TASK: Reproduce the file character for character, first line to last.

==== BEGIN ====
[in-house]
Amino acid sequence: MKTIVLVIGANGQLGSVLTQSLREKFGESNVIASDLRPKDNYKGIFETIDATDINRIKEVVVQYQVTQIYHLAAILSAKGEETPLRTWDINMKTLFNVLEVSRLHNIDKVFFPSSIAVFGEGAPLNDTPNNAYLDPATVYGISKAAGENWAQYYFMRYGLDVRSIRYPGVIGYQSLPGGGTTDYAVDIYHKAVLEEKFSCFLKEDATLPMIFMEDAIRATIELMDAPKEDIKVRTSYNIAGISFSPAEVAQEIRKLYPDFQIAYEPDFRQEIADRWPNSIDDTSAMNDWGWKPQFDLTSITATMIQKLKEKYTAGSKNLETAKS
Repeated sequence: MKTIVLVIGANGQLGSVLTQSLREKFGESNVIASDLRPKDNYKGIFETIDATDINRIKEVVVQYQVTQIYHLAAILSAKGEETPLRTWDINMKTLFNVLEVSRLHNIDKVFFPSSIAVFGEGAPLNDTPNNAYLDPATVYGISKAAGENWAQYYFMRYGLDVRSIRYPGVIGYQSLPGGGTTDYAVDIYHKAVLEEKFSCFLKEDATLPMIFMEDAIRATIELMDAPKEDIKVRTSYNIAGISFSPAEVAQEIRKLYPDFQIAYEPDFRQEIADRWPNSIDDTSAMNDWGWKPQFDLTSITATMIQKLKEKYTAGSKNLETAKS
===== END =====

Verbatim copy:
[in-house]
Amino acid sequence: MKTIVLVIGANGQLGSVLTQSLREKFGESNVIASDLRPKDNYKGIFETIDATDINRIKEVVVQYQVTQIYHLAAILSAKGEETPLRTWDINMKTLFNVLEVSRLHNIDKVFFPSSIAVFGEGAPLNDTPNNAYLDPATVYGISKAAGENWAQYYFMRYGLDVRSIRYPGVIGYQSLPGGGTTDYAVDIYHKAVLEEKFSCFLKEDATLPMIFMEDAIRATIELMDAPKEDIKVRTSYNIAGISFSPAEVAQEIRKLYPDFQIAYEPDFRQEIADRWPNSIDDTSAMNDWGWKPQFDLTSITATMIQKLKEKYTAGSKNLETAKS
Repeated sequence: MKTIVLVIGANGQLGSVLTQSLREKFGESNVIASDLRPKDNYKGIFETIDATDINRIKEVVVQYQVTQIYHLAAILSAKGEETPLRTWDINMKTLFNVLEVSRLHNIDKVFFPSSIAVFGEGAPLNDTPNNAYLDPATVYGISKAAGENWAQYYFMRYGLDVRSIRYPGVIGYQSLPGGGTTDYAVDIYHKAVLEEKFSCFLKEDATLPMIFMEDAIRATIELMDAPKEDIKVRTSYNIAGISFSPAEVAQEIRKLYPDFQIAYEPDFRQEIADRWPNSIDDTSAMNDWGWKPQFDLTSITATMIQKLKEKYTAGSKNLETAKS